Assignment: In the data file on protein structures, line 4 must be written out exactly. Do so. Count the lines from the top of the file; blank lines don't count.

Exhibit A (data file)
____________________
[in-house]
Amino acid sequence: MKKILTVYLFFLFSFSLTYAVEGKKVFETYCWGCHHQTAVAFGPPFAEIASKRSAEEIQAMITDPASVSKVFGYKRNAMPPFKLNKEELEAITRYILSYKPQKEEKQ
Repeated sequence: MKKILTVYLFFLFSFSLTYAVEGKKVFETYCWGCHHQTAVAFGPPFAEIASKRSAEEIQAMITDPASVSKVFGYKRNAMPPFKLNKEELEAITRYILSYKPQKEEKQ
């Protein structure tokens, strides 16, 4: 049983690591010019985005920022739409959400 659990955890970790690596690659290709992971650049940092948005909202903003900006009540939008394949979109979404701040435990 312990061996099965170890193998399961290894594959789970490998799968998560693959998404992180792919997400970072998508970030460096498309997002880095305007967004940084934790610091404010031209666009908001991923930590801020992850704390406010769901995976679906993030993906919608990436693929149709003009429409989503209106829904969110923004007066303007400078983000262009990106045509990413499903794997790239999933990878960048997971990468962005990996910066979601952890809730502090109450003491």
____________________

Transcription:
């Protein structure tokens, strides 16, 4: 049983690591010019985005920022739409959400 659990955890970790690596690659290709992971650049940092948005909202903003900006009540939008394949979109979404701040435990 312990061996099965170890193998399961290894594959789970490998799968998560693959998404992180792919997400970072998508970030460096498309997002880095305007967004940084934790610091404010031209666009908001991923930590801020992850704390406010769901995976679906993030993906919608990436693929149709003009429409989503209106829904969110923004007066303007400078983000262009990106045509990413499903794997790239999933990878960048997971990468962005990996910066979601952890809730502090109450003491």